A BMW 1200 GS and a Zontes 310 T on a wet gravel road
The gravel road to Kruisrivier was, of course, wet and muddy.

Mud stew for thirteen

The wet weather had prepared a slippery mud stew for us along the 19km of untarred road between Kruisrivier farm and the R62 that we now leave behind. To ensure we’re not enjoying the last miles too much, the rain had started too. At last a crackling fire welcomes six Zontes 310s, four BMWs and thirteen damp riders to Kruisrivier.

The conditions didn’t change overnight, but after a hot and meaty breakfast I feel strong enough to take on Tolkien’s Mount Doom, never mind the Swartberg pass. The tread on the Zontes 310T’s tyres strikes a balance between tar and gravel use. I’m longing for an aggressive set of knobblies to deal with the mud, that has the consistency of a fresh cow pat. But to my surprise, the wheels run true. We do, however, lose two comrades on a BMW R 1200 GS early on, probably because the tyres on the big easy are road-biased. It’s a low-speed fall, and the couple (in their 40s) aren’t injured. Neither is the bike, but they decide not to push their luck, choosing instead to relax at the farm.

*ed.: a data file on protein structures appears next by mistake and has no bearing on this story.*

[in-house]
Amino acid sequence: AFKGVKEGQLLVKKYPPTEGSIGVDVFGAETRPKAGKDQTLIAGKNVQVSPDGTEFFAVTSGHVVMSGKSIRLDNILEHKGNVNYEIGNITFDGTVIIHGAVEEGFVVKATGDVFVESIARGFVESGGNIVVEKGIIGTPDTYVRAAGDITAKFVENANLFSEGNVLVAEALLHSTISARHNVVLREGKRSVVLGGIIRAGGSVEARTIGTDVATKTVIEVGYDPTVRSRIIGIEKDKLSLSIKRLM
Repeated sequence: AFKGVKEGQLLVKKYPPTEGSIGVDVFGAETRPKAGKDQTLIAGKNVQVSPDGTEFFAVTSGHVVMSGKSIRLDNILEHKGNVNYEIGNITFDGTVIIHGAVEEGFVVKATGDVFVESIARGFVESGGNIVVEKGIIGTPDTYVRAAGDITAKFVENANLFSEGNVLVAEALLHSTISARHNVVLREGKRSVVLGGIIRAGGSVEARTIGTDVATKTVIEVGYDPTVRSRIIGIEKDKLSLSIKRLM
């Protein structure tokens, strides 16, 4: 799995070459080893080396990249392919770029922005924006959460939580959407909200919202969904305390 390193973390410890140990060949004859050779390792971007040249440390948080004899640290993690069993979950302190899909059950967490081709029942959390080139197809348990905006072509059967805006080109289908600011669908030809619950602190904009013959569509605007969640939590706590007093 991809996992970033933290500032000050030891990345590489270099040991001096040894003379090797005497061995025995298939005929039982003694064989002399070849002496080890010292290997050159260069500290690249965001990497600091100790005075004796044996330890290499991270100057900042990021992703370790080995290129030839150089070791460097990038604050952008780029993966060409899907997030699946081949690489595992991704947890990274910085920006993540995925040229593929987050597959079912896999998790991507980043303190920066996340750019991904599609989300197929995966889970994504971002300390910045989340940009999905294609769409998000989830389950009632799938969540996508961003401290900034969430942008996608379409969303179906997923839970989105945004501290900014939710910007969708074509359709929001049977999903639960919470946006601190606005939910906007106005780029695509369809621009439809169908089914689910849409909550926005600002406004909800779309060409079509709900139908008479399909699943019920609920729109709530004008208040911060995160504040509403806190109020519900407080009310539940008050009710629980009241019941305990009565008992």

Close-up detail of an orange-coloured Zontes 310T
“Super” might be a optimistic, but it’s certainly excellent. Highlights are mid-range torque, engine refinement and good build quality.

The rain that fell on the Swartberg pass had run off in rivulets, without washing away the surface or creating ruts. The torquey nature of the 310 engine makes slow climbs easy, while not overwhelming the rear wheel to cause a loss of traction. The rear wheel’s grip comes as a pleasant surprise, and the little bike chugs deftly up the pass, like a true thumper. The rain keeps falling, but not hard. I have my visor open, to keep it from fogging up. I can drink the pure raindrops and sometimes they sting my eyes.